To begin with, surely the way to remedy a perceived bias in the media landscape is to proactively send out the sort of messages that project a positive, appealing vision of the Labour Party for the electorate. Many of the frequent Labour Party mailings encourage members to become active locally and contribute to ongoing campaigns – and while this is doubtlessly important and needs to be reinforced occasionally, most people who have already signed up as members understand that politics is about campaigning. Instead, were Labour to send out advice on strategies for making Labour’s case to voters on the doorstep or in debates, for example – a sort of best practice guide –, or concretely advise on how to counter Conservative rhetoric, members would be better served than with just a generic call to arms.
Next, it would be useful to streamline Labour’s own communications in such a way that they at least offer the appearance of a coherent policy programme underlying them. Policy is by necessity constantly in flux, and events like the Paris attacks will emerge as watershed moments for competing policy currents. But it must still be possible to project an appearance of competence and self-assuredness: Conservative economic policy is highly disputed amongst world-leading economists, yet what moved the electorate to vote Conservative in the General Election was by and large their successful projection of economic expertise and security.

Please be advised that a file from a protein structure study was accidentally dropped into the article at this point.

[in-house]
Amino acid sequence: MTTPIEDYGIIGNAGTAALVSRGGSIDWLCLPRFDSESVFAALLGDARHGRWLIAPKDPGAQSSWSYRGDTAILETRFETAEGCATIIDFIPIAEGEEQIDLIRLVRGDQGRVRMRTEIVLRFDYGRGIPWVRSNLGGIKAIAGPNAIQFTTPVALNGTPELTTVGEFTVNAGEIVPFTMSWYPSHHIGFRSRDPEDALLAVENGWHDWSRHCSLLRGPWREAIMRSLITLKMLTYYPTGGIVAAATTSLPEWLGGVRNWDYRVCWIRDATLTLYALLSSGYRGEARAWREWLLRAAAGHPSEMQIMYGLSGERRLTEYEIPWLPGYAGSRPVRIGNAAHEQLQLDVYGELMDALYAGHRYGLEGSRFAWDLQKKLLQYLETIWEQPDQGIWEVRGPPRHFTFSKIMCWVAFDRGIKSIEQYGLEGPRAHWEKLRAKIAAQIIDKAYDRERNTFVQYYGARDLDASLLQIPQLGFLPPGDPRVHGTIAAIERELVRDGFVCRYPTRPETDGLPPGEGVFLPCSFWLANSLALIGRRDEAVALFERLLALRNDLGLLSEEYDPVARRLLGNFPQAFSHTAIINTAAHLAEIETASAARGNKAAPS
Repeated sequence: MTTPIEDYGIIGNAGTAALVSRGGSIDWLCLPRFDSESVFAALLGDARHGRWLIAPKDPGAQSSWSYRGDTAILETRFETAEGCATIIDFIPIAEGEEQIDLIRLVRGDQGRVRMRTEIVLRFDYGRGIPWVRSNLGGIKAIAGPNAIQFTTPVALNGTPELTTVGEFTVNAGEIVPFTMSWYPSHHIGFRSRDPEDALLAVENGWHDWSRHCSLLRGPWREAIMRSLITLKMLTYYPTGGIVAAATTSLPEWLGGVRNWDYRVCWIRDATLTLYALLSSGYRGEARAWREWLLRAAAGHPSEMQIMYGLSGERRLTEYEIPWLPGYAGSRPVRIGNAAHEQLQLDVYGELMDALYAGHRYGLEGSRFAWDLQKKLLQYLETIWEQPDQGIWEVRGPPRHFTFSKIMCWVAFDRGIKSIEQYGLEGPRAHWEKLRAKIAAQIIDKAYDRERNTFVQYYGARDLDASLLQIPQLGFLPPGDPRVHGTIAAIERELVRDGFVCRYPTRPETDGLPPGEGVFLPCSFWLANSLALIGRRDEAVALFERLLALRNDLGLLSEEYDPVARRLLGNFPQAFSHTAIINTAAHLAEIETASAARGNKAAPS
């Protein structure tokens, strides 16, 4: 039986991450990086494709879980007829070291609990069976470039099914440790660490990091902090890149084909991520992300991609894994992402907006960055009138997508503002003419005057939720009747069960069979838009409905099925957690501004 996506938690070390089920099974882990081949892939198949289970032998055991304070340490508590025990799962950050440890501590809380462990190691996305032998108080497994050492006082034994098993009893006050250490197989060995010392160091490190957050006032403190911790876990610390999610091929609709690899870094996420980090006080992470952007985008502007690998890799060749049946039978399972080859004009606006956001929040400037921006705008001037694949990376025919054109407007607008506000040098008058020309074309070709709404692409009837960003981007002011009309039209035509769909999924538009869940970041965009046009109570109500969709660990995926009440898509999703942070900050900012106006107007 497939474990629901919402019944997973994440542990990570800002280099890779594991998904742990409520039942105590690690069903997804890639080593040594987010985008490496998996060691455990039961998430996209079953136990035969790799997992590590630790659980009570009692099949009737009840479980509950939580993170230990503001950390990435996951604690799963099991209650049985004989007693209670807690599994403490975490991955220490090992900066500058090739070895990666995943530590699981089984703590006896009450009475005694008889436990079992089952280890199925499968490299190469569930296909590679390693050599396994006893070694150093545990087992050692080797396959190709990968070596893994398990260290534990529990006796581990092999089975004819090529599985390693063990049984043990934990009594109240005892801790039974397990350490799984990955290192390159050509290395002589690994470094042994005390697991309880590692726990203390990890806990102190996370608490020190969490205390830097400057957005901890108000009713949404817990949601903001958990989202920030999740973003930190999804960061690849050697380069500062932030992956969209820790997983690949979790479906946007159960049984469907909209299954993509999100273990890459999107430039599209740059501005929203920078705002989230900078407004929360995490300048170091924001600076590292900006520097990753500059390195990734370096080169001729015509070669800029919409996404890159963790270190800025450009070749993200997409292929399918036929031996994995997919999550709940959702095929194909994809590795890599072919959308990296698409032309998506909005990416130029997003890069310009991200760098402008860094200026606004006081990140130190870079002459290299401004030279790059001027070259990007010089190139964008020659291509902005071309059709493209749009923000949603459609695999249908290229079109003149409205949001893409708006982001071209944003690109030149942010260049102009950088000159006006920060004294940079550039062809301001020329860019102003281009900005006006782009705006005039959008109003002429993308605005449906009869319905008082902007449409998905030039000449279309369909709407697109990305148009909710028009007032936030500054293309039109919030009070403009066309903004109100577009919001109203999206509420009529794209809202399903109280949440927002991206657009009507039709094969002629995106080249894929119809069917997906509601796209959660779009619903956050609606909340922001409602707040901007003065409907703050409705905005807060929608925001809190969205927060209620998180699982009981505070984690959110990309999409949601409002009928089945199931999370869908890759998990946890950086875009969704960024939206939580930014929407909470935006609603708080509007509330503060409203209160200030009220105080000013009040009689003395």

Avoiding unnecessary positioning on highly divisive policy issues is also essential. Today saw the announcement that Labour is preparing a backbench case for a vote in favour of military action in Syria – ahead of the government publishing their own plan for Syria. In the worst-case scenario, Labour’s backbench case is presented before the government’s; the government’s case turns out to have much the same content; the vote passes and the Conservatives gain political capital out of not even having to make this case for themselves. Labour would be accused of being irreparably divided again, and the nay-sayers would be accused of mindless blanket opposition. A better alternative on difficult policy issues is the collective holding of horses on Labour’s part – sometimes waiting and seeing, particularly without leaking every instance of disagreement to the press, may be the wiser choice. Corbyn’s pronouncement that he would never activate a nuclear deterrent was similarly premature; its bad timing actually detracted from the positive moral content of his message.
The final improvement lies within the control of the Party, and Corbyn’s team in particular: it won’t do to wait for the next General Election campaign to come up with a persuasive and innovative policy platform, which then provides the grounding for consistent messaging and consolidates a favourable public opinion of Labour. The last few months have seen Labour’s defeat result in one review upon another of how, why, and when specifically Labour failed. These reviews are very important. But at some point, review needs to turn into implementation – and this can only happen if members know what they’re campaigning for. It lies in the hands of Corbyn and his team to take a cue from all the talk about security and stability dominating the debate and define what Labour stands for.